Spy Agency Budget Reveals IT ProjectsSpy Agency Budget Reveals IT Projects
Puppet Master, a space network architecture project, and a next-generation network dubbed Ardent Gunslinger, are among the projects detailed the National Reconnaissance Office's redacted budget documents.
June 8, 2011
>Slideshow: Next Generation Defense Technologies
Slideshow: Next Generation Defense Technologies(click for larger image and for full slideshow)
The National Reconnaissance Office is building a next-generation network called Ardent Gunslinger and carrying out a space network architecture project called Puppet Master, according to a redacted version of the secretive spy satellite agency's fiscal 2011 budget request that was recently published by the Federation of American Scientists, a government transparency group.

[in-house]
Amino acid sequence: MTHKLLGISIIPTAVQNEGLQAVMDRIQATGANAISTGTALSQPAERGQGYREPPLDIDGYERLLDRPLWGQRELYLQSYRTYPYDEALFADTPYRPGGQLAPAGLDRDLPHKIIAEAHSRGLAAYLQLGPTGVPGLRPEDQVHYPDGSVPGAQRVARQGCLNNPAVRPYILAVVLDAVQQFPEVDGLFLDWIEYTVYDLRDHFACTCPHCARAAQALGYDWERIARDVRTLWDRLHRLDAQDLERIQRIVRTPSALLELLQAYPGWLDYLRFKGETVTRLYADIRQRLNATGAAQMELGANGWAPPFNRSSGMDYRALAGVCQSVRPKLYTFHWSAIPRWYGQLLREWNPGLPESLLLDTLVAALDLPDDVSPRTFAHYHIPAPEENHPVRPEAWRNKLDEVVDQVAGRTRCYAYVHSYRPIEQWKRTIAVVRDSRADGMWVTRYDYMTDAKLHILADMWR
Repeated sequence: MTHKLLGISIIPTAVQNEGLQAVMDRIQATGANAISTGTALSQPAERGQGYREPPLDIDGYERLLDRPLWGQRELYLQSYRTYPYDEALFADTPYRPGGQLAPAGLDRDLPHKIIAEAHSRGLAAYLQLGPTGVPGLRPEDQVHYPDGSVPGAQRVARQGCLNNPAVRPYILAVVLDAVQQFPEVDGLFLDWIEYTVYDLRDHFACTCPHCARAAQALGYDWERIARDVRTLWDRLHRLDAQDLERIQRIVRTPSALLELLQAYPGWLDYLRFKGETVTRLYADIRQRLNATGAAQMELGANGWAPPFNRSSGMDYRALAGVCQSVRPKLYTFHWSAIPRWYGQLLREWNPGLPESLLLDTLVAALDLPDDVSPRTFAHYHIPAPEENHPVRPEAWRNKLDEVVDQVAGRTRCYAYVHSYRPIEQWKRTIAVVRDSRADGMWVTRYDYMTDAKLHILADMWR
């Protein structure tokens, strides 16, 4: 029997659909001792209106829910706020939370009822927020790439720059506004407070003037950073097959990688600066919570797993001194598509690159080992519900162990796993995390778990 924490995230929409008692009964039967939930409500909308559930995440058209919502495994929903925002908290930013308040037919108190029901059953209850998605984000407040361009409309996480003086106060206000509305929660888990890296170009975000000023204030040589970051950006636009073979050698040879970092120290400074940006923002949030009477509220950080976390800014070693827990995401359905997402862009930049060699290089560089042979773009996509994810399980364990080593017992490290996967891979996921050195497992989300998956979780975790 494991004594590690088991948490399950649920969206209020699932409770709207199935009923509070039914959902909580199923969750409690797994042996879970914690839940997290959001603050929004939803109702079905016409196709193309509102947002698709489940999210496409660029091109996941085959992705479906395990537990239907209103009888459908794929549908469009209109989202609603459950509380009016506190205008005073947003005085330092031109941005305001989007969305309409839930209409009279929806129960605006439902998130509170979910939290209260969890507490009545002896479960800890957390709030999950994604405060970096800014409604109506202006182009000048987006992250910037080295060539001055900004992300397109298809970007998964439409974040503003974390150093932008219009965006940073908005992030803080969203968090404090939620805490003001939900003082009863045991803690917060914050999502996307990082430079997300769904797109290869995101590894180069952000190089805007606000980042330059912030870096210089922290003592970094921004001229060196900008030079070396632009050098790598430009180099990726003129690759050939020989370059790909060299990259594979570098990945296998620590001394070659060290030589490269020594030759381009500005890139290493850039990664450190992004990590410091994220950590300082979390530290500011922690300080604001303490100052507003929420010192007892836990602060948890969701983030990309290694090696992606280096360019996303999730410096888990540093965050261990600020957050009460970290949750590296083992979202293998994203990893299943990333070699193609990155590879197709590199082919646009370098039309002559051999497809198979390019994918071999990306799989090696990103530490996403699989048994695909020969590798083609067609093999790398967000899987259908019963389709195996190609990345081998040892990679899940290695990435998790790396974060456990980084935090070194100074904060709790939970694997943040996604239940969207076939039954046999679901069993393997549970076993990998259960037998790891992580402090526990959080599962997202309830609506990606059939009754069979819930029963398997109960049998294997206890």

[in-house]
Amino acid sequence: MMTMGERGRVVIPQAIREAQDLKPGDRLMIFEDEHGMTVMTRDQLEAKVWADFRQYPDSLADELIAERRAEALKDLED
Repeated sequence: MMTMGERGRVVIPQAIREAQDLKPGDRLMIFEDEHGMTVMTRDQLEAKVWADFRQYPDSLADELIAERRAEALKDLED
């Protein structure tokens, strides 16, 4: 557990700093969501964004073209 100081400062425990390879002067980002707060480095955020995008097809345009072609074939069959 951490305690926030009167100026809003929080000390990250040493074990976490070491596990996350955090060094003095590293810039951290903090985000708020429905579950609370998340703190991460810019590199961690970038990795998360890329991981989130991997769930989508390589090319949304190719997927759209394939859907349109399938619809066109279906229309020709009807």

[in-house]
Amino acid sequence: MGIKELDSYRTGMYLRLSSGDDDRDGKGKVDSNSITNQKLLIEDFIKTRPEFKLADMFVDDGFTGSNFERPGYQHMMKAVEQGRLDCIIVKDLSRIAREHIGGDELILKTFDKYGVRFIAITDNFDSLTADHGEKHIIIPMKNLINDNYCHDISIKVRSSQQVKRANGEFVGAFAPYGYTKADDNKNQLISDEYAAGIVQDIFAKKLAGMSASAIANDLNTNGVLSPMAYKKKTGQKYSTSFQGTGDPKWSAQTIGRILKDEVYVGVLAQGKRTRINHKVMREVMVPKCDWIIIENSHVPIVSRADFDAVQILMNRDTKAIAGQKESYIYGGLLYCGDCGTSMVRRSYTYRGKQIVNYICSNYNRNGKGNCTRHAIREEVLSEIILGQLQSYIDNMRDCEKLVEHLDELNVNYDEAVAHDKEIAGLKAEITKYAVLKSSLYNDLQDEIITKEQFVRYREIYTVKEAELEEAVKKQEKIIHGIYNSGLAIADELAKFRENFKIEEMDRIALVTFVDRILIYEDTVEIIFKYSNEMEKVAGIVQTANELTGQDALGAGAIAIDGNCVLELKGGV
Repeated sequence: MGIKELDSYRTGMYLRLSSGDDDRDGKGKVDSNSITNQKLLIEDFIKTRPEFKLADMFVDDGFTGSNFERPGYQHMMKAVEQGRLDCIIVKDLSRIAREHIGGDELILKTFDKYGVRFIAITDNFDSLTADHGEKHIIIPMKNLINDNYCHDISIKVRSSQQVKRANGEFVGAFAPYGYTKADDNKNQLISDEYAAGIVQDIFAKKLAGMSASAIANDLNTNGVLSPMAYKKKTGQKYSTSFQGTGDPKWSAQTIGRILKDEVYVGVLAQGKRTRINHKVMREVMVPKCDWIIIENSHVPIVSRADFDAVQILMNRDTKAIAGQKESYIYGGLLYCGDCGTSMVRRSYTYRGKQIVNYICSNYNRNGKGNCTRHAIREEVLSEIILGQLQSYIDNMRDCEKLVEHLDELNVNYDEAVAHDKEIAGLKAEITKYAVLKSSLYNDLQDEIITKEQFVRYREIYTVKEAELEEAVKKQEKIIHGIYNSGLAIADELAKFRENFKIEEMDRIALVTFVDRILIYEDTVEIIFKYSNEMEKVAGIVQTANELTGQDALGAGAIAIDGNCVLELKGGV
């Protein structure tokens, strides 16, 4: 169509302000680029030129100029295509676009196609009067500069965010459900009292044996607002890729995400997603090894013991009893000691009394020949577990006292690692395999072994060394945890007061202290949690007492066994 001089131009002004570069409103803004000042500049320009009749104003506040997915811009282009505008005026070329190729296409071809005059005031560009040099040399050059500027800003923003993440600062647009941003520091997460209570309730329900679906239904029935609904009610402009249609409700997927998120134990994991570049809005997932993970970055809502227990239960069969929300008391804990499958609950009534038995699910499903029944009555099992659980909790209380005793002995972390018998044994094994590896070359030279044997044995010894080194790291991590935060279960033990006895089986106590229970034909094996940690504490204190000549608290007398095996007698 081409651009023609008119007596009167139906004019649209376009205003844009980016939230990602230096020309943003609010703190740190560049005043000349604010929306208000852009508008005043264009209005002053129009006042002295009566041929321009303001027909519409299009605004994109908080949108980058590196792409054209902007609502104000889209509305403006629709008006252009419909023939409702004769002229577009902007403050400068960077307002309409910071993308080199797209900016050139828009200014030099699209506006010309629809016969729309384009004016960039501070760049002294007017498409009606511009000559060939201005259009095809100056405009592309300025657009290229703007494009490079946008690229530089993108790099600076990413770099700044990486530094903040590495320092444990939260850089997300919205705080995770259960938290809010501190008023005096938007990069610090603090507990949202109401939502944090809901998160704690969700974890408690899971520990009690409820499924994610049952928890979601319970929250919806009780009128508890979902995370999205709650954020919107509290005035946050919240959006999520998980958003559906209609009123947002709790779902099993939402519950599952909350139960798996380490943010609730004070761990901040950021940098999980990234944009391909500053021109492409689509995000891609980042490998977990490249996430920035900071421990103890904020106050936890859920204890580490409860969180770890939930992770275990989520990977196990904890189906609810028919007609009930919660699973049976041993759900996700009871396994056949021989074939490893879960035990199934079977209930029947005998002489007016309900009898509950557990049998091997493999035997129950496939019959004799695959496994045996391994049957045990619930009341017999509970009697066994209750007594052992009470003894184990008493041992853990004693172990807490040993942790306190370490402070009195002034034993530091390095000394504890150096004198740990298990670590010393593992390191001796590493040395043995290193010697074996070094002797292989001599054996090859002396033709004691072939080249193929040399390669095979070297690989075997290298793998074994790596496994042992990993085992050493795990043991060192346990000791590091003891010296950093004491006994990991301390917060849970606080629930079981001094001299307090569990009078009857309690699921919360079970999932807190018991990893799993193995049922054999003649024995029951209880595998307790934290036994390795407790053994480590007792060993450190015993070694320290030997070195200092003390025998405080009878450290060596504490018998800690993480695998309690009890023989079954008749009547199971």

The budget document details numerous projects, though many of them have a majority of their project descriptions redacted. For example, almost all of the six pages on space communications are blacked out, save for a few innocuous sections that say things like "conduct analysis of vulnerabilities and capabilities of future communications tor both space and terrestrial applications." The NRO similarly reveals few numbers in its redacted budget, and almost none dealing with IT. Networking plays a central role in the NRO's non-redacted IT projects. Ardent Gunslinger is described as a "three-tiered replacement next-generation CORE backbone" that will replace the agency's existing ATM network with standards based-IP tech. Puppet Master is described as a replacement for another effort, Future Architecture for Command and Telemetry Services or FACTS, which had aimed to re-architect the systems that transmit command and telemetry data for spacecraft and their launch vehicles. Another effort, Common Services Layer-Global, will "upgrade network infrastructure utilizing emerging telecommunications standards and next-generation network processors" and "provide the capability to rapidly establish secure connectivity between new systems and services at varying classification levels across a centrally managed shared infrastructure." One unnamed IT project NRO is working on is a "single, enterprise-wide information sharing and routing service" that operates in an apparently newly "standardized IT environment." The agency is also expanding network peering across NRO sites and with other intelligence agencies. According to the document, by the end of fiscal 2011, the agency plans to make single sign-on capability broadly available to its employees. The NRO also breaks out a project called Connectivity, which appears to be a catchall networking and enterprise IT effort. Among the goals for this year for Connectivity are network consolidation and a continued migration from an ATM backbone to an IP backbone. It's not clear whether Ardent Gunslinger is part of this effort. A section on research and development details work on "carbon nanotube memory/logic," next-generation long-duration lithium ion batteries, radiation hardened microelectronics, and "relocation of the Centralized Super Computing Facility." Spy agency budgets are secret affairs--until recently, even the top-line budget numbers for the intelligence community were classified. While numerous intelligence agencies, including the National Security Agency, detail portions of their unclassified budgets in documents made available on government websites, the NRO is not among them. In 2006, the Federation of American Scientists mounted a successful lawsuit against NRO claims that its budget was exempt from Freedom of Information Act requests, and the NRO has been releasing redacted versions of its budget to FAS since then. The NRO has also been relatively open about some parts of its technology strategy under new CIO Jill Singer, who was hired last year after a stint at the CIA. Singer spoke this week at a cloud computing event in New York. In April, NRO released a report providing a high-level overview of the NRO's IT management, architecture and cybersecurity efforts and joint work with other intelligence agencies, as well as providing details on a few pilot IT projects like the SnTpedia science and technology wiki, automated vulnerability assessment of software executables, and adoption of Firefox. In the new, all-digital issue of InformationWeek Government: More than half of federal agencies will use cloud computing within 12 months, our new survey finds. Security, ROI, and management challenges await them. Download it now. (Free registration required.)
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